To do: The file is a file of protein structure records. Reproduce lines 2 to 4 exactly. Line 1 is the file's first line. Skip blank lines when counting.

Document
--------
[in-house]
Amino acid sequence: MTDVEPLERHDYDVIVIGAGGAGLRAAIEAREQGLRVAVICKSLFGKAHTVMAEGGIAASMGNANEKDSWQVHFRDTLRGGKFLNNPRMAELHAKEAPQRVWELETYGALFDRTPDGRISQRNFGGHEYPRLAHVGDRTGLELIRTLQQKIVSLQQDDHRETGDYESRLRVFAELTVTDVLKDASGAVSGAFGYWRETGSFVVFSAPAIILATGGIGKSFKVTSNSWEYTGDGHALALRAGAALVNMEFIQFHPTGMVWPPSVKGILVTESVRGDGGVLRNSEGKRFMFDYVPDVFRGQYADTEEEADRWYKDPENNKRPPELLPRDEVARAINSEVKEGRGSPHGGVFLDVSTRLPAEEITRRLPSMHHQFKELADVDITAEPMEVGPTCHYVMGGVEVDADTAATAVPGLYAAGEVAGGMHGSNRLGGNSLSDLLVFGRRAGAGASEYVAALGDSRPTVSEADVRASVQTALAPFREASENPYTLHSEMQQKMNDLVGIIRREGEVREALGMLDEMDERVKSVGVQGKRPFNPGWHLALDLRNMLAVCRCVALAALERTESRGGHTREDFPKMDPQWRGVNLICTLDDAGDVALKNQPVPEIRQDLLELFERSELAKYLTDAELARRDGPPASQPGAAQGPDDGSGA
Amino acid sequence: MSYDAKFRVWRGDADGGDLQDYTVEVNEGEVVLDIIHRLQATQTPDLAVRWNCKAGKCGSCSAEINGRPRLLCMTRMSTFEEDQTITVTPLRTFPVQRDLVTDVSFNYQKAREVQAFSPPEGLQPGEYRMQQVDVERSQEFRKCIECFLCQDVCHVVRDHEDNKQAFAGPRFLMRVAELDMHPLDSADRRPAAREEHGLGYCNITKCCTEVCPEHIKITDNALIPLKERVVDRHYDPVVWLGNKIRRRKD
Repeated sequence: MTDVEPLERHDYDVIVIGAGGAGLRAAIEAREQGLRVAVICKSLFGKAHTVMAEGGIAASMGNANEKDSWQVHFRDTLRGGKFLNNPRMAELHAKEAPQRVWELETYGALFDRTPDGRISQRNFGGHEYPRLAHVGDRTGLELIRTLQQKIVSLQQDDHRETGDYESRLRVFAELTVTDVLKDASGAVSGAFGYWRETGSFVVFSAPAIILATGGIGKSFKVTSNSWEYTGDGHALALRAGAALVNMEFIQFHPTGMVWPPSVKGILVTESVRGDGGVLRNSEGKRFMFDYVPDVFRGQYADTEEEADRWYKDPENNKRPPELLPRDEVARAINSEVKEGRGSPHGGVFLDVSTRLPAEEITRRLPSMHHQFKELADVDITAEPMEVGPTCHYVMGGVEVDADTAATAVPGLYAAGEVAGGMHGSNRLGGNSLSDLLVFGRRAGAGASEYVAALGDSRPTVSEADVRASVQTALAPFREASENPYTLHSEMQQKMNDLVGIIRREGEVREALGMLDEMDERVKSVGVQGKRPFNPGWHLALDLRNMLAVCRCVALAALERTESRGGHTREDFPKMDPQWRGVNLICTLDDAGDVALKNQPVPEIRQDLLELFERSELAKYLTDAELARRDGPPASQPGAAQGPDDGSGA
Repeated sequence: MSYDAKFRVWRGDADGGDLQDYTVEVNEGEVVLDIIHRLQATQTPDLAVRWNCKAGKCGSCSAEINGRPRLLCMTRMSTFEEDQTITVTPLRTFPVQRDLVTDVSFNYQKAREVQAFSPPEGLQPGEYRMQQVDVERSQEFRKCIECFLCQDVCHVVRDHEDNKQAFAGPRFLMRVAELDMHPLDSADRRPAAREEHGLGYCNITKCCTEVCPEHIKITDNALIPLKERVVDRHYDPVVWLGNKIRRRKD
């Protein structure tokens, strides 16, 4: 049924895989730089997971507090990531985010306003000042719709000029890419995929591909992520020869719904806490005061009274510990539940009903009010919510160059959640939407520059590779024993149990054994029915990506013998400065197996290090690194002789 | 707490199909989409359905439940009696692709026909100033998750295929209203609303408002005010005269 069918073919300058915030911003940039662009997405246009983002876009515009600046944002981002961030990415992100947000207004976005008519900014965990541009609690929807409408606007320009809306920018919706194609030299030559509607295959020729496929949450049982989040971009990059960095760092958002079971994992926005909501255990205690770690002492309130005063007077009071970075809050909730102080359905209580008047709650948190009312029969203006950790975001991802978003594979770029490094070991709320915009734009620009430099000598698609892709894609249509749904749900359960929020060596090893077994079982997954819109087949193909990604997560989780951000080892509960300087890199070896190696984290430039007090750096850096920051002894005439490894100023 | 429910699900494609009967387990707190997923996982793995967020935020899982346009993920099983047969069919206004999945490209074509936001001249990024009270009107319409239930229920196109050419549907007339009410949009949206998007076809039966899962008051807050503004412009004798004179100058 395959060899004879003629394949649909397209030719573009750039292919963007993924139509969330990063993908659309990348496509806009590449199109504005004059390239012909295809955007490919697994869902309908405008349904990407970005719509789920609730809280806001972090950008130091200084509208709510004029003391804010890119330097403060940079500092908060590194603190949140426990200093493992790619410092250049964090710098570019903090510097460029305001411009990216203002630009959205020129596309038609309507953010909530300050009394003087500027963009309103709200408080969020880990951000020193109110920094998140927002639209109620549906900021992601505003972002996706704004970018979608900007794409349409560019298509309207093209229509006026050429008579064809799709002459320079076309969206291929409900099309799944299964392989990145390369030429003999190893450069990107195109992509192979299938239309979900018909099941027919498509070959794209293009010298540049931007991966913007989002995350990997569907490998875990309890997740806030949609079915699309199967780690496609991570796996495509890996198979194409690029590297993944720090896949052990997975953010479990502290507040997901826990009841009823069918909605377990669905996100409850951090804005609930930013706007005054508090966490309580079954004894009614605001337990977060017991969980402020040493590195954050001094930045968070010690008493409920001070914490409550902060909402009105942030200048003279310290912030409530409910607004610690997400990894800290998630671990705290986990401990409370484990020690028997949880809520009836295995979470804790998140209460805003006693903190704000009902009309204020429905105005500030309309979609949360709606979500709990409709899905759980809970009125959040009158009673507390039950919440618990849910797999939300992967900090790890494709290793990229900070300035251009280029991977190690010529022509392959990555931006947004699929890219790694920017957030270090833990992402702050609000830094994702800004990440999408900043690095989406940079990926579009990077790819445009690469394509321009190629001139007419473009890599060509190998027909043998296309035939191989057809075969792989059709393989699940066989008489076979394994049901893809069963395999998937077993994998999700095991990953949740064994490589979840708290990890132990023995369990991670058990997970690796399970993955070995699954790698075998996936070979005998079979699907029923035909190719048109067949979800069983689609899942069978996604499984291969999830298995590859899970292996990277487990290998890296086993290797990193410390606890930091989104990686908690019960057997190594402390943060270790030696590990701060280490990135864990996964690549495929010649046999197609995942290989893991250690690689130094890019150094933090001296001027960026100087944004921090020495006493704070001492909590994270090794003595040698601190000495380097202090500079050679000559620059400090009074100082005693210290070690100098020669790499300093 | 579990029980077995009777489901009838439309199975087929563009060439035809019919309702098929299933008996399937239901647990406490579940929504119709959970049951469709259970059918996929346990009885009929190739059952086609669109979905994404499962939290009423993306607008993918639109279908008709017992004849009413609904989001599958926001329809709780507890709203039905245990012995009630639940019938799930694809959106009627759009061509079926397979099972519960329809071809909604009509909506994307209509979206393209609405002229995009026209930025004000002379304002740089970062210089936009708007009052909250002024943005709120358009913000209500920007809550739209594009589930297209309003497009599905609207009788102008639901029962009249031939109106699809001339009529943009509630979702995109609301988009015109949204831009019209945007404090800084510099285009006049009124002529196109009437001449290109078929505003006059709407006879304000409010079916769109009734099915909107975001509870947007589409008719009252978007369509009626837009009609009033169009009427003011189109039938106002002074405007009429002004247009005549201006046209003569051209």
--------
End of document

Amino acid sequence: MTDVEPLERHDYDVIVIGAGGAGLRAAIEAREQGLRVAVICKSLFGKAHTVMAEGGIAASMGNANEKDSWQVHFRDTLRGGKFLNNPRMAELHAKEAPQRVWELETYGALFDRTPDGRISQRNFGGHEYPRLAHVGDRTGLELIRTLQQKIVSLQQDDHRETGDYESRLRVFAELTVTDVLKDASGAVSGAFGYWRETGSFVVFSAPAIILATGGIGKSFKVTSNSWEYTGDGHALALRAGAALVNMEFIQFHPTGMVWPPSVKGILVTESVRGDGGVLRNSEGKRFMFDYVPDVFRGQYADTEEEADRWYKDPENNKRPPELLPRDEVARAINSEVKEGRGSPHGGVFLDVSTRLPAEEITRRLPSMHHQFKELADVDITAEPMEVGPTCHYVMGGVEVDADTAATAVPGLYAAGEVAGGMHGSNRLGGNSLSDLLVFGRRAGAGASEYVAALGDSRPTVSEADVRASVQTALAPFREASENPYTLHSEMQQKMNDLVGIIRREGEVREALGMLDEMDERVKSVGVQGKRPFNPGWHLALDLRNMLAVCRCVALAALERTESRGGHTREDFPKMDPQWRGVNLICTLDDAGDVALKNQPVPEIRQDLLELFERSELAKYLTDAELARRDGPPASQPGAAQGPDDGSGA
Amino acid sequence: MSYDAKFRVWRGDADGGDLQDYTVEVNEGEVVLDIIHRLQATQTPDLAVRWNCKAGKCGSCSAEINGRPRLLCMTRMSTFEEDQTITVTPLRTFPVQRDLVTDVSFNYQKAREVQAFSPPEGLQPGEYRMQQVDVERSQEFRKCIECFLCQDVCHVVRDHEDNKQAFAGPRFLMRVAELDMHPLDSADRRPAAREEHGLGYCNITKCCTEVCPEHIKITDNALIPLKERVVDRHYDPVVWLGNKIRRRKD
Repeated sequence: MTDVEPLERHDYDVIVIGAGGAGLRAAIEAREQGLRVAVICKSLFGKAHTVMAEGGIAASMGNANEKDSWQVHFRDTLRGGKFLNNPRMAELHAKEAPQRVWELETYGALFDRTPDGRISQRNFGGHEYPRLAHVGDRTGLELIRTLQQKIVSLQQDDHRETGDYESRLRVFAELTVTDVLKDASGAVSGAFGYWRETGSFVVFSAPAIILATGGIGKSFKVTSNSWEYTGDGHALALRAGAALVNMEFIQFHPTGMVWPPSVKGILVTESVRGDGGVLRNSEGKRFMFDYVPDVFRGQYADTEEEADRWYKDPENNKRPPELLPRDEVARAINSEVKEGRGSPHGGVFLDVSTRLPAEEITRRLPSMHHQFKELADVDITAEPMEVGPTCHYVMGGVEVDADTAATAVPGLYAAGEVAGGMHGSNRLGGNSLSDLLVFGRRAGAGASEYVAALGDSRPTVSEADVRASVQTALAPFREASENPYTLHSEMQQKMNDLVGIIRREGEVREALGMLDEMDERVKSVGVQGKRPFNPGWHLALDLRNMLAVCRCVALAALERTESRGGHTREDFPKMDPQWRGVNLICTLDDAGDVALKNQPVPEIRQDLLELFERSELAKYLTDAELARRDGPPASQPGAAQGPDDGSGA